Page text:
The Heat Is On: Global Warming and Endocrinology

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Endocrine leaders say it is time for endocrinologists to step up to the challenges of a warming and polluted planet, according to a recent editorial in The Journal of Clinical Endocrinology & Metabolism. But what are the challenges in changing the behaviors of patients as well as clinicians?

Endocrinologists need to broaden their work for better health to include not only their patients, but also the Earth, the editors of the Journal of Clinical Endocrinology & Metabolism recently urged their readers.

Editor-in-chief Paul M. Stewart, MD, and deputy editors Ursula B. Kaiser, MD, and Raghavendra G. Mirmira, MD, collaborated on a special editorial, “Environmental Pollution, Climate Change, and a Critical Role for the Endocrinologist,” that says: “The challenge is real, the evidence base is compelling, and we can all play our parts.”

Stewart, a professor at the University of Leeds in the U.K, says that the idea came to him from his work with the U.K. Academy of Medical Sciences: “It struck me that there was a major endocrine aspect to this that we really needed to be on the front foot about. The purpose of the editorial was to raise awareness across endocrinologists and hopefully stimulate much-needed change. The Endocrine Society certainly appears to be taking this seriously, and other societies across the globe are also interested.”

Global Call for Action

In September, health professionals worldwide highlighted the danger of climate change with an editorial published simultaneously by more than 200 medical journals as a “call for emergency action to limit global temperature increases.” Editors of the New England Journal of Medicine, The Lancet, and The BMJ joined a who’s who of international journals to call for “governments and other leaders to act, marking 2021 as the year that the world finally changes course. Higher temperatures have brought increased dehydration and renal function loss, dermatological malignancies, tropical infections, adverse mental health outcomes, pregnancy complications, allergies, and cardiovascular and pulmonary morbidity and mortality.”

“It struck me that there was a major endocrine aspect to this that we really needed to be on the front foot about. The purpose of the editorial was to raise awareness across endocrinologists and hopefully stimulate much-needed change. The Endocrine Society certainly appears to be taking this seriously, and other societies across the globe are also interested.”

Paul Stewart, MD, professor, University of Leeds, Lees, U.K.; Editor-in-chief, The Journal of Clinical Endocrinology & Metabolism

This widely published editorial was a more generic call for action, whereas the JCEM article focused on the endocrine aspects of the crisis and the special role endocrinologists can play.

Pollution and Climate Change

Endocrinologists have been active in alerting the public to the dangers of pollution for some time, but a concern with the tie between climate change and endocrine function is relatively new.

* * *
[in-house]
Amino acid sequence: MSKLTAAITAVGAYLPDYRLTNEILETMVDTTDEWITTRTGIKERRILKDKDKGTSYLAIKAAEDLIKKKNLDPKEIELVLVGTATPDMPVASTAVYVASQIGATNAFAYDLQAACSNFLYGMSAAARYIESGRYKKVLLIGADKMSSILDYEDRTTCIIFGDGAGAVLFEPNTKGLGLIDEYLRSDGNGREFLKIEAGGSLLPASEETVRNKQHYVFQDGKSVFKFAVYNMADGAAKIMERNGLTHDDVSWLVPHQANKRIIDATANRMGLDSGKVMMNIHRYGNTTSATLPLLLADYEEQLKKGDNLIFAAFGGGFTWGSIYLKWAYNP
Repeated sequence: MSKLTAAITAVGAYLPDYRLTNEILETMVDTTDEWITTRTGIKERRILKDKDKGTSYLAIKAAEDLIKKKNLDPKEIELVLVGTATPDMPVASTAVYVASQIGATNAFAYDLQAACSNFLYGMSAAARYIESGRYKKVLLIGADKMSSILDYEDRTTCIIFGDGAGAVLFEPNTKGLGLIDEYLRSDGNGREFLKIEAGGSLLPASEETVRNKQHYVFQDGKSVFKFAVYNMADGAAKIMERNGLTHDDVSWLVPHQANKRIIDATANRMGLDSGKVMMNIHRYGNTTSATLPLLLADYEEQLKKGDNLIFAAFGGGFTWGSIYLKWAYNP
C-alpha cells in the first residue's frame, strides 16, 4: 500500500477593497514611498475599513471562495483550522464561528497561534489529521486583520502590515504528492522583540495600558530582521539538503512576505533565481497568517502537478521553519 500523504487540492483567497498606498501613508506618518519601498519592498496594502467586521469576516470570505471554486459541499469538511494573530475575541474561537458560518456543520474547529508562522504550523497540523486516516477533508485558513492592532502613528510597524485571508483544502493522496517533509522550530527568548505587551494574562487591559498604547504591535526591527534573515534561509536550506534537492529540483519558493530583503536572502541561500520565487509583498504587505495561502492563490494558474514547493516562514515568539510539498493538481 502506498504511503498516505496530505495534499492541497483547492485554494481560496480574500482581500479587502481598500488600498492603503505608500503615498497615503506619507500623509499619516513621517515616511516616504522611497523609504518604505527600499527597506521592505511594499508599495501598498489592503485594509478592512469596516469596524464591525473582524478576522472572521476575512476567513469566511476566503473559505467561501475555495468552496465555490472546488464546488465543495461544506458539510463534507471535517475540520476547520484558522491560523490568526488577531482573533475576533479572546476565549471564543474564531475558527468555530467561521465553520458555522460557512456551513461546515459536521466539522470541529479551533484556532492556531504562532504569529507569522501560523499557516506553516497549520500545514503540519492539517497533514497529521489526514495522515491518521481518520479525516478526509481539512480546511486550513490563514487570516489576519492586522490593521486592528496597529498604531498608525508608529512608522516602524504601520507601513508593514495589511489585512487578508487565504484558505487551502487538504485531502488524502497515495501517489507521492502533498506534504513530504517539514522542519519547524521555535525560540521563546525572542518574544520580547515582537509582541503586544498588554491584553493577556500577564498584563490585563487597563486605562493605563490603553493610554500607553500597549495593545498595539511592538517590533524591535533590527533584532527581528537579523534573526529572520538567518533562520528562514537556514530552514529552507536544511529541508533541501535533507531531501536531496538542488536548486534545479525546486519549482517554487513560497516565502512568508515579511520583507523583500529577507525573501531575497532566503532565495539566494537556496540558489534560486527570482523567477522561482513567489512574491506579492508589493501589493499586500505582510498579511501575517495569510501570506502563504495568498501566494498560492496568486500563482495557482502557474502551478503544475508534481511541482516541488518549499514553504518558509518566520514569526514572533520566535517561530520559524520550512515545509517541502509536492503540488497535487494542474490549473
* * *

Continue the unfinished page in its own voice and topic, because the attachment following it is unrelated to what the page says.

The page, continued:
The most-studied effects come from the many endocrine-disrupting chemicals that have been shown to interfere with hormone action. And more evidence is accumulating that particulate matter air pollution not only exacerbates asthma, lung dysfunction, and respiratory disease, but is also implicated in contributing to type 2 diabetes and premature delivery.

The editorial points out that the endocrine system can be affected by both broad categories in which climate change can affect health: the direct impact of heat and extreme weather events as well as the indirect effects on ecosystems that lead to changes in food and water supplies.

The editorial makes an important connection between climate change and perhaps the greatest challenge endocrinologists face in their practices — the epidemics of obesity and type 2 diabetes. “Endocrinology must take center stage in the food consumption–energy expenditure debate” because of food consumption’s direct relationship to obesity and diabetes. The editors note that better dietary choices can contribute to better health both of the individual and the planet: “Avoiding overconsumption and striking a better balance between animal- and plant-based food can have benefits for both health and the climate.” Dietary changes could reduce greenhouse gas emissions and agricultural emissions enough to lead to a 19% reduction in mortality from particulate-matter air pollution.

And the flip side of the energy equation is that if individuals replace their motors with their muscles to transport themselves places, the result will be not only a reduction in their greenhouse gas emissions, but an increase in their personal caloric expenditures that will benefit their health.

“There are many aspects of how we counsel our patients that have an impact on the environment. We can talk about balanced food choices that reflect better stewardship of our environment, excessive meat consumption, and how farming animals contributes to methane and nitrite release. We can recommend altering diets in ways that reduce our exposure to foods that impact our environment but also reduce the global obesity epidemic.”